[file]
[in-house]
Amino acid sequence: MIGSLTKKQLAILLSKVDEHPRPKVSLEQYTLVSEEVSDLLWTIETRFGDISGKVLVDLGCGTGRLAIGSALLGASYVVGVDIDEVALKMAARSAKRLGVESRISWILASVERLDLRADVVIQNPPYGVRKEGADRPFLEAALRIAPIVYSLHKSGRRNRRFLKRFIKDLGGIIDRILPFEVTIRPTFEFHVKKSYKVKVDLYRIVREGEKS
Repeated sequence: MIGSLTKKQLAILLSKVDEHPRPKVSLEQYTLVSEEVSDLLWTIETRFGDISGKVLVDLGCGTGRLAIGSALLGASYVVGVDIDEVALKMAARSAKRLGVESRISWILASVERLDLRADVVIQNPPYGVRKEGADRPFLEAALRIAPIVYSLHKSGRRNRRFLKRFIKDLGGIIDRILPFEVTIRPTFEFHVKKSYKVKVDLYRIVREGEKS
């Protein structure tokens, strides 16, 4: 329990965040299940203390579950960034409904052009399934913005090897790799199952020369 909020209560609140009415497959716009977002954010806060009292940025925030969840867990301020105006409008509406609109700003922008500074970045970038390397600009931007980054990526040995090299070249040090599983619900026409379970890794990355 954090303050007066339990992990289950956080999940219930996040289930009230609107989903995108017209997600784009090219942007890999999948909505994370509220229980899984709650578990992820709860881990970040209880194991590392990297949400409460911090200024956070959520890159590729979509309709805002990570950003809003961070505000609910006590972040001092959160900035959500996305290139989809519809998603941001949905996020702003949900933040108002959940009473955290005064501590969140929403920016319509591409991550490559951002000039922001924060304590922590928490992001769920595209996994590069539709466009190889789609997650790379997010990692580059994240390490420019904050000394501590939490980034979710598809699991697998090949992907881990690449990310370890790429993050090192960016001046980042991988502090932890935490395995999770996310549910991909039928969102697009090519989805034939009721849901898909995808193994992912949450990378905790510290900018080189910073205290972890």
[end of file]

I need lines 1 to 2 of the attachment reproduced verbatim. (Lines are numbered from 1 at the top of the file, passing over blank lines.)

[in-house]
Amino acid sequence: MIGSLTKKQLAILLSKVDEHPRPKVSLEQYTLVSEEVSDLLWTIETRFGDISGKVLVDLGCGTGRLAIGSALLGASYVVGVDIDEVALKMAARSAKRLGVESRISWILASVERLDLRADVVIQNPPYGVRKEGADRPFLEAALRIAPIVYSLHKSGRRNRRFLKRFIKDLGGIIDRILPFEVTIRPTFEFHVKKSYKVKVDLYRIVREGEKS